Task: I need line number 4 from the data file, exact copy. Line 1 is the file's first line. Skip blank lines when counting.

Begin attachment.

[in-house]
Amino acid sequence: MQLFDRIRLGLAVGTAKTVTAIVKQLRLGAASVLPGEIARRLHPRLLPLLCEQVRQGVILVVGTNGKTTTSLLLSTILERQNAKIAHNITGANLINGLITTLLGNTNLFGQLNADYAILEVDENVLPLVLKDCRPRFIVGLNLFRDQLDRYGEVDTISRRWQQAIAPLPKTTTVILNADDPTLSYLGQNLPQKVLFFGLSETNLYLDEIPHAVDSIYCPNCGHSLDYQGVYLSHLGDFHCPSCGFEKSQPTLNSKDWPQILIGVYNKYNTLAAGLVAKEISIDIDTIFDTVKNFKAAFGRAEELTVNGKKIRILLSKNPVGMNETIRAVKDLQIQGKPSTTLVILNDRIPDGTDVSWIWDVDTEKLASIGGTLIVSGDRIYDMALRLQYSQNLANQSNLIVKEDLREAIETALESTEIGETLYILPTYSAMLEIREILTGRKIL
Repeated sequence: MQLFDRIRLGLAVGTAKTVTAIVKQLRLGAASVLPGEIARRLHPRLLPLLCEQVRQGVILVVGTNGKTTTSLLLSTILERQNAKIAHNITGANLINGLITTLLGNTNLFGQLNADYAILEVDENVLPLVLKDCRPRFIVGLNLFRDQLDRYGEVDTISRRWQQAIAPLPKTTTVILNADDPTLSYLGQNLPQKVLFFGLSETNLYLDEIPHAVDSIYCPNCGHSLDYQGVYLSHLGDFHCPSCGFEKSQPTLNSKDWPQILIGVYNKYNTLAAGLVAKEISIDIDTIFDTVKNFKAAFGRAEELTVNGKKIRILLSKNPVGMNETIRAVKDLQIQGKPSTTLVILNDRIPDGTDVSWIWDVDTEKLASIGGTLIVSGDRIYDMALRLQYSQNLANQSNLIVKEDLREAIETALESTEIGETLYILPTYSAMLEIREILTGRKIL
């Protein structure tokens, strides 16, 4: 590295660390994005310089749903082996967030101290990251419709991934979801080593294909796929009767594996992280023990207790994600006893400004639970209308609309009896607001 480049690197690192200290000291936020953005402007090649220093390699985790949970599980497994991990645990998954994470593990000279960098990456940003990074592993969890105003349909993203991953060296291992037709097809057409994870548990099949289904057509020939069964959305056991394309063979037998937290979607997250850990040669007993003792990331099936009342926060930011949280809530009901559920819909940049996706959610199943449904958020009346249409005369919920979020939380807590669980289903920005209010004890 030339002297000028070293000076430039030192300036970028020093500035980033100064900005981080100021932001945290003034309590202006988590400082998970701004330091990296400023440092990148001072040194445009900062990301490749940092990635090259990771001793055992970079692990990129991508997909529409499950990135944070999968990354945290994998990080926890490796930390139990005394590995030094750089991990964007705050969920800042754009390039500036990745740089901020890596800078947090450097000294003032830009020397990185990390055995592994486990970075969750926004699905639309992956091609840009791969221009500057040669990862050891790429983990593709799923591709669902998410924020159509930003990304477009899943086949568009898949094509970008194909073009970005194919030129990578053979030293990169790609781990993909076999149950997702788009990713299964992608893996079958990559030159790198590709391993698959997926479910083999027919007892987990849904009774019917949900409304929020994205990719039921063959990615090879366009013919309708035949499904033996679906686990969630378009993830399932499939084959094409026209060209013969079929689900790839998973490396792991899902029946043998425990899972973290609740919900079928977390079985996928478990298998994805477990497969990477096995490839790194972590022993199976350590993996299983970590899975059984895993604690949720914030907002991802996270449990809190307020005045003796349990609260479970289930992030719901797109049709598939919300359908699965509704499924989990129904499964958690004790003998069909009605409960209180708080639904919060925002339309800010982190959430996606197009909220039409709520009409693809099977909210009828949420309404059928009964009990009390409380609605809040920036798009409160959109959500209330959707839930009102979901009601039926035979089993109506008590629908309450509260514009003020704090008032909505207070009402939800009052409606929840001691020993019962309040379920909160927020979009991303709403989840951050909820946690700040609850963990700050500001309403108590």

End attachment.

């Protein structure tokens, strides 16, 4: 590295660390994005310089749903082996967030101290990251419709991934979801080593294909796929009767594996992280023990207790994600006893400004639970209308609309009896607001 480049690197690192200290000291936020953005402007090649220093390699985790949970599980497994991990645990998954994470593990000279960098990456940003990074592993969890105003349909993203991953060296291992037709097809057409994870548990099949289904057509020939069964959305056991394309063979037998937290979607997250850990040669007993003792990331099936009342926060930011949280809530009901559920819909940049996706959610199943449904958020009346249409005369919920979020939380807590669980289903920005209010004890 030339002297000028070293000076430039030192300036970028020093500035980033100064900005981080100021932001945290003034309590202006988590400082998970701004330091990296400023440092990148001072040194445009900062990301490749940092990635090259990771001793055992970079692990990129991508997909529409499950990135944070999968990354945290994998990080926890490796930390139990005394590995030094750089991990964007705050969920800042754009390039500036990745740089901020890596800078947090450097000294003032830009020397990185990390055995592994486990970075969750926004699905639309992956091609840009791969221009500057040669990862050891790429983990593709799923591709669902998410924020159509930003990304477009899943086949568009898949094509970008194909073009970005194919030129990578053979030293990169790609781990993909076999149950997702788009990713299964992608893996079958990559030159790198590709391993698959997926479910083999027919007892987990849904009774019917949900409304929020994205990719039921063959990615090879366009013919309708035949499904033996679906686990969630378009993830399932499939084959094409026209060209013969079929689900790839998973490396792991899902029946043998425990899972973290609740919900079928977390079985996928478990298998994805477990497969990477096995490839790194972590022993199976350590993996299983970590899975059984895993604690949720914030907002991802996270449990809190307020005045003796349990609260479970289930992030719901797109049709598939919300359908699965509704499924989990129904499964958690004790003998069909009605409960209180708080639904919060925002339309800010982190959430996606197009909220039409709520009409693809099977909210009828949420309404059928009964009990009390409380609605809040920036798009409160959109959500209330959707839930009102979901009601039926035979089993109506008590629908309450509260514009003020704090008032909505207070009402939800009052409606929840001691020993019962309040379920909160927020979009991303709403989840951050909820946690700040609850963990700050500001309403108590």